The Meat and Potatoes of Cart Abandonment Email Sequences

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Selling online?

Einstein Marketer’s regular readers will remember our post, 7 Out of 10 People Abandon Their Digital Shopping Cart, Let’s Make that CHANGE! Since I published that guide, I’ve received tons of messages about the (promised) follow-up, cart abandonment email sequences…

…well guys, today is your lucky day!

If you’re selling online, thinking about getting stuck into ecommerce or dropshipping, or simply have an email sequence that is not converting, stick around, this article is chock-a-block with info that you can’t afford to miss.

Let’s start with a painful fact, approximately 70% of people who load up their digital shopping cart, abandon it before making the purchase. That leaves you with just 3 of 10 customers.

cart abandonment email sequence

(I’m hoping that a lot of you have reduced that figure already, using the guide I mentioned a minute ago)

Even those with the sleekest, friction-less and straightforward check-out processes will still see high levels of cart abandonment, so what can we do about the people who get away?

Two things:

#1: The first (and something that I don’t want to cover in too much depth in this article) is Facebook retargeting ads. By placing a Facebook pixel on your site, you can retarget every visitor of your store. In other words, anybody who enters your website, will see an advert for your product/brand on their newsfeed. These convert really well, and you must be running them!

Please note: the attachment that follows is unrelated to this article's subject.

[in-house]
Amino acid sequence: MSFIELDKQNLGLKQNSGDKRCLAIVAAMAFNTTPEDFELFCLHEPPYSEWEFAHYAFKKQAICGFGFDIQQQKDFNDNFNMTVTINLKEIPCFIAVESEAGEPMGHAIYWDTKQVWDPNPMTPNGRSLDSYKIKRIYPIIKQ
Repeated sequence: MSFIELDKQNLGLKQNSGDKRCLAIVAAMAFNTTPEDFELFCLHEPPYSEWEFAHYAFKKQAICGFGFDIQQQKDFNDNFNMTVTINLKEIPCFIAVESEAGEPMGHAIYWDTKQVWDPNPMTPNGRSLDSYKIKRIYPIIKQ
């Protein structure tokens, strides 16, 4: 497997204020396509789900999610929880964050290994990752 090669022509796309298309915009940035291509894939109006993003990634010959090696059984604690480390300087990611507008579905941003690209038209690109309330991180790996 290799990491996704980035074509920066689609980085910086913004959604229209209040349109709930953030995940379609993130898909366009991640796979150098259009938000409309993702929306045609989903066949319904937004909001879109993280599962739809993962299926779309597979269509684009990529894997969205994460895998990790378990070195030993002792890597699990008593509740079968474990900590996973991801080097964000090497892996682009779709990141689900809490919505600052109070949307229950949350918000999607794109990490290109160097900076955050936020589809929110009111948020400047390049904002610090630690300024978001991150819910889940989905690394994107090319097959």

I’ve already published a couple of guides about retargeting, which I’ll link at the bottom of this post, but no sweat, I’ll bring out a new one soon, detailing how to set them up quickly and easily for e-commerce.  

#2: The second is cart abandonment email sequences, AKA the reason we’re all here.

 

The (Expensive) Common Errors

Before we get into all the must-haves, tips, tricks and sequence frameworks, I need to dispel a myth:

YOU DON’T NEED TO DISCOUNT SELL IMMEDIATELY!!!

I really want you to understand that, so read it again. Read it twice if you have to! Go for it a third time!

I see this error all the time and it’s so frustrating. So many businesses immediately follow-up a cart abandonment by offering a discount! It’s desperate, skips out techniques that guarantee to draw people back through the buying process and limits your average customer value.

cart abandonment email sequence

Yes, we want to convert as many people as possible, but ideally, we want them all to buy at full-price, right?

Offering an immediate discount is lazy. Stop doing it.

Another big mistake is the one-page buying process.

Our other cart abandonment post runs through every reason that people abandon their cart (and how to handle these objections). The 2nd and 3rd most common reasons are:

2nd: ‘The Site Wanted Me To Create An Account’- reason for 35% of cart abandonments